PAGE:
After risks had been identified, they were assessed using a heat map reflecting the rank-ordering of risks based on the survey responses. Risks were assessed by executive management, senior management, and business unit management, and groups would often rate risks differently. Furthermore, individuals within each group often rated risks very differently as well. Alignment of these risks through dialogue and discussions among management helped to gain a more unified perspective on risk across the company and helped individuals and groups to gain an understanding across functions about the risks seen by other functions.
Fox believes the most effective way to implement ERM is by using tools already in place in the company and packaging and promoting all corporate risk management processes, including responsibilities in different groups, into one risk narrative. KBR already has strong governance, compliance, and quality, health, safety, and environment processes in place that provide the foundation for its ERM program. KBR’s Project Risk Management Group provides existing tools that analyze projects using a risk breakdown structure, risk register, and risk management system. KBR also has a Business Development Oversight (BDO) Group that looks across all projects to facilitate greater risk awareness, provide a portfolio view of risk and return, and ensure smooth handovers from sales to operations. BDO actually looks at the commercial, execution, financial, and contractual risks of each project to build a risk premium into the price of every deal. The ERM program then builds on all of these existing processes to look forward with a multi-year view to consider risks that will affect KBR as a whole, probing the periphery in an effort to detect early indicators of impending threats or potential opportunities. Thus, ERM acts as an instrument to try and discover emerging risks and increase the awareness of those risks across the company.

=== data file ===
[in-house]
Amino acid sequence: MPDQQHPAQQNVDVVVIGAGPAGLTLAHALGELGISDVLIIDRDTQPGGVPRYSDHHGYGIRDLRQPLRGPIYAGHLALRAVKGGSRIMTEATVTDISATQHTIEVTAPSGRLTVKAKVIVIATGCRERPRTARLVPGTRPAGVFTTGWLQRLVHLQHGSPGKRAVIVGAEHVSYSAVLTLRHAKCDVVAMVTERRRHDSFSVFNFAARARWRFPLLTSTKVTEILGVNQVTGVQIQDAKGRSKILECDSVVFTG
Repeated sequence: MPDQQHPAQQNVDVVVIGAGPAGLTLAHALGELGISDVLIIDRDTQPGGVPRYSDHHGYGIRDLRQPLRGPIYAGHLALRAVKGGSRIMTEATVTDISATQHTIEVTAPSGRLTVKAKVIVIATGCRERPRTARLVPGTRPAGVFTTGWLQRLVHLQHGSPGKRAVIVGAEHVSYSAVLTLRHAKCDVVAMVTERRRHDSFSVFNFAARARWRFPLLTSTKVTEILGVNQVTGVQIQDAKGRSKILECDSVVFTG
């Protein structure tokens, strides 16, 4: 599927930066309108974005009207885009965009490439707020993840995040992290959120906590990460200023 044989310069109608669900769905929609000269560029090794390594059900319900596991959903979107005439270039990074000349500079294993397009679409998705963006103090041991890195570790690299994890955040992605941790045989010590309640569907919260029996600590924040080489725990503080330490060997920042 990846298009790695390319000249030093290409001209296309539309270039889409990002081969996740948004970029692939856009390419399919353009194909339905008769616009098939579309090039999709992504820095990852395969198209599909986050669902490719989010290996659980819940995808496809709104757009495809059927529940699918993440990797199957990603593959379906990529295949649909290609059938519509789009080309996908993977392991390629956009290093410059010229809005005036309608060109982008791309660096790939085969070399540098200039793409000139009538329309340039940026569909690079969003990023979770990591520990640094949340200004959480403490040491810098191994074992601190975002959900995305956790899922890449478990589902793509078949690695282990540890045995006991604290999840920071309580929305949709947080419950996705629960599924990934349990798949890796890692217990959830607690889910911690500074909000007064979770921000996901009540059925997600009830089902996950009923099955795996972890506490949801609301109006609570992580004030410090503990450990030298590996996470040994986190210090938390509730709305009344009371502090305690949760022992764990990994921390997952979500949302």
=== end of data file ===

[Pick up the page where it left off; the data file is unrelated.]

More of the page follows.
Based on his experiences in the first few years of implementing ERM at KBR, Fox shared several lessons learned. Simplicity is key to being able to further ERM efforts in an organization. The ERM process should involve familiar tools, presentations should be designed to promote dialogue, and the ERM effort itself should avoid using a lot of resources. ERM should be approached from a qualitative perspective, concerned with socialization and probing for emerging risks, not metrics. ERM should also be part of a separate effort and conversation whenever possible instead of an add-on as part of another effort or meeting. Finally, time horizon should be considered as agility is important and there should be a pipeline in place to surface immediate concerns. The time horizon also needs to be matched with the orientation of the audience, talking about more strategic issues with the board of directors and more operational issues with management. By following these approaches, ERM will have the chance to evolve slowly through an organization, and through this evolution a buy-in and understanding of the processes necessary to keep ERM going will also develop.
Click below for roundtable presentation.